Inside GNSS Media & Research

SEP-OCT 2018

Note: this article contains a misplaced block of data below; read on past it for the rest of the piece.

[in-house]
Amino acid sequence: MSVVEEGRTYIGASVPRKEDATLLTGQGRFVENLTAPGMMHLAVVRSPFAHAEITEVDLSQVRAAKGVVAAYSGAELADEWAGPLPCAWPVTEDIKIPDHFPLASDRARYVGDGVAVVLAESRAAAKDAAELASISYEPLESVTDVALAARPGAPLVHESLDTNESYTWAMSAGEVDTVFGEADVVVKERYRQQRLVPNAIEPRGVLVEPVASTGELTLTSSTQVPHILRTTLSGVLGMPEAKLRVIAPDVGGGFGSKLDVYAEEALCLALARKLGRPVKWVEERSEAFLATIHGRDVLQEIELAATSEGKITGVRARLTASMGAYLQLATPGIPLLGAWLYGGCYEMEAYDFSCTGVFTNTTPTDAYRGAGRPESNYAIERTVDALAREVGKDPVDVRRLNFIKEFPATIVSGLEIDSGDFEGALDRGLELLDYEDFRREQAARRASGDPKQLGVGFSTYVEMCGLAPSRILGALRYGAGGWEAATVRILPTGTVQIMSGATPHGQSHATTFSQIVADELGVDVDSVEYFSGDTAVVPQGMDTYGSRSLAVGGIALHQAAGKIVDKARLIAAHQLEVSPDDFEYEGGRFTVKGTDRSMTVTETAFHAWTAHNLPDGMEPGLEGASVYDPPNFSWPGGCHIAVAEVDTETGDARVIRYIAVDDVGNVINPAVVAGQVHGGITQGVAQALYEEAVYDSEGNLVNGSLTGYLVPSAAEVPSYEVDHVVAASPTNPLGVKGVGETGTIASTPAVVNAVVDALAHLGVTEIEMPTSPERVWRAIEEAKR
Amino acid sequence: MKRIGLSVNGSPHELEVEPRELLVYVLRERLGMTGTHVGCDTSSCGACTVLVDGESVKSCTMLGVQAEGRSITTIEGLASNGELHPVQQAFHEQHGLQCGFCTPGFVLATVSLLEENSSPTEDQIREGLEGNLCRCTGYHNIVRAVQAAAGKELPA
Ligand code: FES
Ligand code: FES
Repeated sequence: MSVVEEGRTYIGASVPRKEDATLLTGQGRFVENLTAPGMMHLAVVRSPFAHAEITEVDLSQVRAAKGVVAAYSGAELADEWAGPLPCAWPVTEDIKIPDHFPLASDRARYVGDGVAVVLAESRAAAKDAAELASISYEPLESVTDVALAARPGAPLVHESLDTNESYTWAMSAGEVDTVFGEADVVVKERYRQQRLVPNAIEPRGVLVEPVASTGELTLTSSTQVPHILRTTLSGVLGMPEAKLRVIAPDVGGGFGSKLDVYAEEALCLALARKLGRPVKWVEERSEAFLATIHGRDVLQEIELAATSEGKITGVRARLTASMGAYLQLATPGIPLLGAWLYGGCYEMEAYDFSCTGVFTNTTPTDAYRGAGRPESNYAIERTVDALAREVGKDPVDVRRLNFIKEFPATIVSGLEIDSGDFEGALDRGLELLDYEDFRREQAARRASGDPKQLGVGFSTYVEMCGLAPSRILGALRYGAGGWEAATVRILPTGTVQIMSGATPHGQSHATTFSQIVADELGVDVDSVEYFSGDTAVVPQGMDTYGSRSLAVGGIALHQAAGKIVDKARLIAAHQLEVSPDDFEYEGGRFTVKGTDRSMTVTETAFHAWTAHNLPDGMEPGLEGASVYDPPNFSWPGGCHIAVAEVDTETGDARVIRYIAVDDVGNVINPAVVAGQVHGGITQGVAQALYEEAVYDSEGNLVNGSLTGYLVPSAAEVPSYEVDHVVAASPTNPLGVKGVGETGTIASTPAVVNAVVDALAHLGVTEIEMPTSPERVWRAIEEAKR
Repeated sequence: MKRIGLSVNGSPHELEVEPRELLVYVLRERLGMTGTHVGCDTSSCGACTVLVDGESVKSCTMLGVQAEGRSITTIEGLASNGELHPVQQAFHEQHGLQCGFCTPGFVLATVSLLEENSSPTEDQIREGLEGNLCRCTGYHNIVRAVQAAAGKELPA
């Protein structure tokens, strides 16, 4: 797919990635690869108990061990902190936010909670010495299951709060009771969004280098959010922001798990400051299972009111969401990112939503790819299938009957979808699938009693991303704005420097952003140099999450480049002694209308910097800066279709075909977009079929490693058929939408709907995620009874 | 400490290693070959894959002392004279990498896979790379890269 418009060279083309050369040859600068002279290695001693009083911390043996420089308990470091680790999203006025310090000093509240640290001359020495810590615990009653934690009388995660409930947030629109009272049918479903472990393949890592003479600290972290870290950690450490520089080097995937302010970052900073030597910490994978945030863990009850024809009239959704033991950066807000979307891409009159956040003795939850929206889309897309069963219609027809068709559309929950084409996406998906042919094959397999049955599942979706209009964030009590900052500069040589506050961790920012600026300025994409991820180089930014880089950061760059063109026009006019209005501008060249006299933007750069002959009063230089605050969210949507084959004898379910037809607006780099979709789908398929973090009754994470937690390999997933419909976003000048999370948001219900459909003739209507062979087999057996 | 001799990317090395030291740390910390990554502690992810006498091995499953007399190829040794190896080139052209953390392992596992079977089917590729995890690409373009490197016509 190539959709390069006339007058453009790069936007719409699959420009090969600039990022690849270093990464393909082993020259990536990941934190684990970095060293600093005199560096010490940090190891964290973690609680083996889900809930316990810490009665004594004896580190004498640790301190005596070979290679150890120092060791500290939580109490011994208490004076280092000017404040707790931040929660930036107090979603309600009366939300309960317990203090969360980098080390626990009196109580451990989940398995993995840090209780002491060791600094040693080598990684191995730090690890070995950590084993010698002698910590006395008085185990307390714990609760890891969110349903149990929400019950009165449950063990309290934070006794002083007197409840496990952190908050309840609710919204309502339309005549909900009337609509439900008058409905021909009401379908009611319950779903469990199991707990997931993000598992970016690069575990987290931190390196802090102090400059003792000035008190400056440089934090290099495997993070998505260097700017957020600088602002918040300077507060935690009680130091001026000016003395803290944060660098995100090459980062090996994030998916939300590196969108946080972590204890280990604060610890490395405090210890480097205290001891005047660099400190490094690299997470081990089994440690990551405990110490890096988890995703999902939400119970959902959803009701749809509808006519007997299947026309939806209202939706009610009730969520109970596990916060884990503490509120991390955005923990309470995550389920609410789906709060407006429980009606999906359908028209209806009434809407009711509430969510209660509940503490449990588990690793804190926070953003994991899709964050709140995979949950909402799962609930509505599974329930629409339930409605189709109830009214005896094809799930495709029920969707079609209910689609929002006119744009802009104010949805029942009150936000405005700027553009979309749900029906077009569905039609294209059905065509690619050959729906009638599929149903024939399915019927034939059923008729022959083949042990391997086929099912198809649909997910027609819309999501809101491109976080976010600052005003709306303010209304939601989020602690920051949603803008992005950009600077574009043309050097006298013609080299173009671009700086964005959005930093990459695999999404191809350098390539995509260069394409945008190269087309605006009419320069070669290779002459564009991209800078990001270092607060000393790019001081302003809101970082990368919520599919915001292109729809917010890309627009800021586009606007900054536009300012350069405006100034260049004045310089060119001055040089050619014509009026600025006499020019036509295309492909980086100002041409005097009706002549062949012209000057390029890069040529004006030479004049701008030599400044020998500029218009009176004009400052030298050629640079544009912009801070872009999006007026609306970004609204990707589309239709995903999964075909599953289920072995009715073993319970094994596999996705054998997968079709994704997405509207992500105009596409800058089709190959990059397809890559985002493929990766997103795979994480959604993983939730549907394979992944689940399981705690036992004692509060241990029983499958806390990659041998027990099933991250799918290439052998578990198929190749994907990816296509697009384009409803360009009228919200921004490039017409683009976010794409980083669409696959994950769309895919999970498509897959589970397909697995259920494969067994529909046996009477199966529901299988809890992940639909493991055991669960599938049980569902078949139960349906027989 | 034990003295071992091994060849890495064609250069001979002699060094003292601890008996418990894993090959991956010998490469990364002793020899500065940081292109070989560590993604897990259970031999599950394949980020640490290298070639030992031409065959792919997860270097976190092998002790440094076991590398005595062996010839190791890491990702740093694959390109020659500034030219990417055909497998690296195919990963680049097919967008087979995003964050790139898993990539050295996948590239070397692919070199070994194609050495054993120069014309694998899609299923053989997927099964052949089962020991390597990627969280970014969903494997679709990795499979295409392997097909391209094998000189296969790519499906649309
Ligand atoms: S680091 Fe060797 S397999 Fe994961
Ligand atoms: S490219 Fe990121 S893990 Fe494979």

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www.insidegnss.com S E P T E M B E R / O C T O B E R 2 0 1 8 Inside GNSS 63 the Dual-FE (D-FE2), with cable length of approximately 50 meters. Both FE are connected to a PC for IF sample record- ing. PC1 records the IF sample stream of the S-FE and PC2 records both IF sam- ple streams of the D-FE. Both FE record with a sampling rate of 200 MHz/s and 2 bits per sample (real valued IF sam- pling). e recorded signals of the D-FE are clock and time synchronized and can be used in post processing without additional clock synchronization effort. However, comparing the record of the S-FE with the record of the D-FE2 is only possible if the FE clocks are syn- chronized. e clock synchronization is described below. Also a time offset synchronization is needed. is is cur- rently done by tracking the GPS SIS and determining the PC time offsets to the GPS time. e transmitted UAV signal is with- out secondary code and therefore with- out any long range timing information. To overcome this lack of information, the Hardsync option in the MuSNAT is used for the pseudorange determination. In Hardsync mode, the code ambiguity is resolved under the assumption of a vanishing measured receiver clock error, a vanishing satellite clock error, and with geometric distance much smaller than the code period. This procedure can be used and is uncritical as we are only interested in the pseudorange dif- ferences and therefore all constant time offsets are canceled, as mentioned ear- lier. Front-end Clock Synchronization The clock synchronization between the GNSS receivers is another crucial element in this testbed because of the absence of an atomic clock in the UAV transmitter. e simplest means of syn- chronization is to use a coaxial cable in between the two receivers, but a clock synchronization between two build- ings (and in a later phase of the project between multiple buildings of the Uni- versity campus) clearly needs a long distance synchronization tool. We have chosen the so-called "White Rabbit Proj- ect" for this task. An additional advan- tage of such synchronization devices is, that they support clock synchronization in addition to time s y nc h ron i z at ion, which provides us a GNSS synchroniza- tion with all devices of our setup. W h i t e R a b b i t (WR) is a col lab- orat ive project of CERN, GSI Helm- ho lt z C e nt re for Heavy Ion Research, and other partners from universities and industry. e hardware design as well as the source code are publicly avail- able (Additional Resources). Our ver- sion is a COTS product of the Spanish company Seven Solutions S.L. with the name WR-LEN. WR-LEN provides sub- nanosecond accuracy via fiber connec- tions over 80 kilometers of length. us this approach will allow us to later use multiple ground stations distributed even kilometers away from each other. In our setup (see Figure 3) we used three WR-LENs. ey were connected in a daisy chain (master, slave No. 1, and slave No. 2), in which the master was driven by a GNSS receiver with the PPS and 10 megahertz clock signal. e front-ends were connected with slave No. 1 and No. 2, respectively. One of the front-ends has two phase-aligned inputs, which gives us the possibility to compare the test results with the WR-synchroni- zation, i.e., a "perfect" synchronization. The longest fiber connection we used was 250 meters long with most of the coils still on the cable reel. e accuracy of the WR-LENs were measured in our laboratory. erefore, the virtual bench with a customized application program was used to mea- sure the time difference between the clocks of the WR-LENs. Figure 4 shows the histogram of two WR-LENs over a measurement time of approximately 36 minutes. e standard deviation of the clock jitter was 9.4 picoseconds. During the flight tests, we observed deviation between 14 and 16.6 picoseconds. is can perhaps be explained by stronger temperature conditions and/or a higher uncertainty of the measurement setup, but the results are still in the expected range. The brochure of the WR-LEN of Seven Solutions is showing similar results with the same deviation and a maximum time interval error (MTIE) of ±45 picoseconds. The WR concept demonstrated even better results with deviations of five to six picoseconds, but also, that there is a temperature effect on these systems of approximately four picoseconds per one degree Celsius. (See Additional Resources for both of these systems.) Positioning and Ranging Verification For positioning and ranging verifica- tion, a multistation is used (again, see Additional Resources). The multista- tion operates with an electronic distance measurement (EDM) unit to compute the slope distance from the device to a reflector (prism). e distance is calcu- lated by comparing the electromagnetic wave transmitted from the instrument to the one that is reflected back to the instrument. For the position accuracy specification, the distance to a fixed target was measured for five minutes. e distance between the multistation and the target was 20.127 meters. In the five minutes, a standard deviation of the measured distance of 93 μm could be observed. A distance bias was not deter- mined, as constant distance offsets are canceled during the delta range process- ing. e multistation is able to acquire a target (reflector) up to 450 meters away and track it in locking mode up to 250 meters while the target is moving. is characteristic is very important as we want to track the UAV when it is f ly- ing. e maximum speed that the lock mode supports is 14 m/s. As mentioned before, the idea of using the multista- tion is to measure accurately the posi- tion of the three antennas with respect FIGURE 4 Normalized offset between two WR-LENs Normalized offset [psec] Pr obability densit y 0 –10 –20 –30 –40 –50 10 20 30 40 50 σ = 9.4 psec 0.12 0.1 0.08 0.06 0.04 0.02 0